Here's why future iPhones are likely to get bigger batteries

Hint: It has to do with upgraded hardware like the camera.

Gordon Gottsegen CNET contributor
Gordon Gottsegen is a tech writer who has experience working at publications like Wired. He loves testing out new gadgets and complaining about them. He is the ghost of all failed Kickstarters.
Gordon Gottsegen
2 min read

Future iPhones may be even more battery-thirsty in 2019 and beyond, and battery capacity could swell as a result.

KGI analyst and known Apple commenter Ming-Chi Kuo predicts that upgraded 3D sensing and TrueDepth camera tech in iPhones from 2019 and later will consume more power, thus requiring larger batteries (via MacRumors). 

This claim comes after the analyst predicted that all of next year's iPhones could include a larger L-shaped battery, like you find in the iPhone X.

While bigger batteries in future iPhones sounds like good news, that won't necessarily translate into longer battery life. It could be that future batteries can only keep pace with current lifespans as resource-draining hardware takes greater and greater tolls. 

The prediction comes at a time when iPhone batteries are in the hot seat, which raises questions about future battery performance overall.

Watch this: Check to see if your iPhone 6S is eligible for a free battery replacement

Apple recently revealed that it slows down performance on older iPhones like the iPhone 6S and 6S Plus when battery life declines. Now, before you get your pitchforks and start rioting, Apple has its reason for this. The iPhone 6S was known to unexpectedly shut down even when the battery still had life left. This happened essentially because the iPhones' processors would hit speeds that the battery couldn't handle, prompting an emergency shutdown. By slowing down the phones with a software update, Apple was able to avoid the shutdown problems.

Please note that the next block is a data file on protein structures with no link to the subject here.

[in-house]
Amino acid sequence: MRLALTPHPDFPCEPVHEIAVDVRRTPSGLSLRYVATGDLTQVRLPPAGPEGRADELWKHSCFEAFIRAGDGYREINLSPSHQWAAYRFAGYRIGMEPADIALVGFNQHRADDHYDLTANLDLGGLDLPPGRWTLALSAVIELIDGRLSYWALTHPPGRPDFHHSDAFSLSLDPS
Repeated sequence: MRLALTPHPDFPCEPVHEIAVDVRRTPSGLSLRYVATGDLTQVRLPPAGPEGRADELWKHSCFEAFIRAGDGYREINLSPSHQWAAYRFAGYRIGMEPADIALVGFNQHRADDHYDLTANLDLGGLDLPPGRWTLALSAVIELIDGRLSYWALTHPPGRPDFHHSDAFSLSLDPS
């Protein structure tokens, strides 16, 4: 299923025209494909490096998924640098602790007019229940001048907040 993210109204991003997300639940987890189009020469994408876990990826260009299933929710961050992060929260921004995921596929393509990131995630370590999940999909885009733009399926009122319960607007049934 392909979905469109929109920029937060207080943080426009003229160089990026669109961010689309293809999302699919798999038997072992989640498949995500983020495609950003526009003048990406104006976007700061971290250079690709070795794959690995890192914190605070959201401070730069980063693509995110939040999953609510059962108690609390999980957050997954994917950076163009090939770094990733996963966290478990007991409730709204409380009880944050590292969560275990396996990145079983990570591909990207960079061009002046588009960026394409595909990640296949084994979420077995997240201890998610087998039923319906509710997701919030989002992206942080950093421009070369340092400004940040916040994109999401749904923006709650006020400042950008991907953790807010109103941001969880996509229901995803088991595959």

Lithium ion batteries -- which power smartphones -- degrade and hold less charge over time. Exposure to cold and heat also affects battery efficiency. Older iPhones that already suffer from declining battery life may further slow down if Apple's software plays gatekeeper -- which the company says it does only in cold temperature, if the charge is low or if the batteries are very old.

Enlarge Image

The battery in the iPhone 6S (shown) also affects the performance of the phone;s processor.


So what do future high battery-capacity iPhones have to do with this? If Kuo's prediction is true and new iPhone hardware requires much more battery power, older iPhones with lesser battery reserves could be left behind. That raises questions about a widening gap between what new and old iPhone models can or can't do.

Apple also said that it is bringing the same battery-induced throttling that it did to the iPhone 6S with iOS 10.2 to the iPhone 7 with iOS 11.2. The iPhone 7 -- which is only a year old -- may not show the same battery aging as the iPhone 6S, but that could happen in 2019 if Apple sticks with this pattern.

Apple did not respond to a request for comment.